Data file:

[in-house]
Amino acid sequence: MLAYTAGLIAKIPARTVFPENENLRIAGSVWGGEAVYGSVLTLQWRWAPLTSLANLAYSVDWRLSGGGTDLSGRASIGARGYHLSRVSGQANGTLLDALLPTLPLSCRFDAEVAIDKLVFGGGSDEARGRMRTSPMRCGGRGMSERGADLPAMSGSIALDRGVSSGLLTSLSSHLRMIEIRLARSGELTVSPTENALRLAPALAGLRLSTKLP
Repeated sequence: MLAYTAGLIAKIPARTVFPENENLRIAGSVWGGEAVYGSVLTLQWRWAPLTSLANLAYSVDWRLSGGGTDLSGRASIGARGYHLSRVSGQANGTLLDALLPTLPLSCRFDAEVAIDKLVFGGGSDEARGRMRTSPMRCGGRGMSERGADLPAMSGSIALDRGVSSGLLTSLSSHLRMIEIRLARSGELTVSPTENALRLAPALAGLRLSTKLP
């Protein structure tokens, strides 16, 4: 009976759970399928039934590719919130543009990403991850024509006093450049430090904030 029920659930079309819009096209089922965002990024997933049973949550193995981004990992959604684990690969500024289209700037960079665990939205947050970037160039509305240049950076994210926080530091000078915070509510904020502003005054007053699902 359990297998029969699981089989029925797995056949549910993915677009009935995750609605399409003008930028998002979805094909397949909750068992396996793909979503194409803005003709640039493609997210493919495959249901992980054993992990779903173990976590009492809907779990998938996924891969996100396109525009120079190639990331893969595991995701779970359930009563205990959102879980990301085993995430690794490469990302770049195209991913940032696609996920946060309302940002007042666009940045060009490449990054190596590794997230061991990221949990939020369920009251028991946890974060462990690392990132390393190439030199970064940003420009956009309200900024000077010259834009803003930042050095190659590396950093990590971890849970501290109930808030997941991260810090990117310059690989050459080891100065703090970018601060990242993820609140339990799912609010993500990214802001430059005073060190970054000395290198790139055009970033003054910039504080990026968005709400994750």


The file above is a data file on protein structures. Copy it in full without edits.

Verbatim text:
[in-house]
Amino acid sequence: MLAYTAGLIAKIPARTVFPENENLRIAGSVWGGEAVYGSVLTLQWRWAPLTSLANLAYSVDWRLSGGGTDLSGRASIGARGYHLSRVSGQANGTLLDALLPTLPLSCRFDAEVAIDKLVFGGGSDEARGRMRTSPMRCGGRGMSERGADLPAMSGSIALDRGVSSGLLTSLSSHLRMIEIRLARSGELTVSPTENALRLAPALAGLRLSTKLP
Repeated sequence: MLAYTAGLIAKIPARTVFPENENLRIAGSVWGGEAVYGSVLTLQWRWAPLTSLANLAYSVDWRLSGGGTDLSGRASIGARGYHLSRVSGQANGTLLDALLPTLPLSCRFDAEVAIDKLVFGGGSDEARGRMRTSPMRCGGRGMSERGADLPAMSGSIALDRGVSSGLLTSLSSHLRMIEIRLARSGELTVSPTENALRLAPALAGLRLSTKLP
């Protein structure tokens, strides 16, 4: 009976759970399928039934590719919130543009990403991850024509006093450049430090904030 029920659930079309819009096209089922965002990024997933049973949550193995981004990992959604684990690969500024289209700037960079665990939205947050970037160039509305240049950076994210926080530091000078915070509510904020502003005054007053699902 359990297998029969699981089989029925797995056949549910993915677009009935995750609605399409003008930028998002979805094909397949909750068992396996793909979503194409803005003709640039493609997210493919495959249901992980054993992990779903173990976590009492809907779990998938996924891969996100396109525009120079190639990331893969595991995701779970359930009563205990959102879980990301085993995430690794490469990302770049195209991913940032696609996920946060309302940002007042666009940045060009490449990054190596590794997230061991990221949990939020369920009251028991946890974060462990690392990132390393190439030199970064940003420009956009309200900024000077010259834009803003930042050095190659590396950093990590971890849970501290109930808030997941991260810090990117310059690989050459080891100065703090970018601060990242993820609140339990799912609010993500990214802001430059005073060190970054000395290198790139055009970033003054910039504080990026968005709400994750």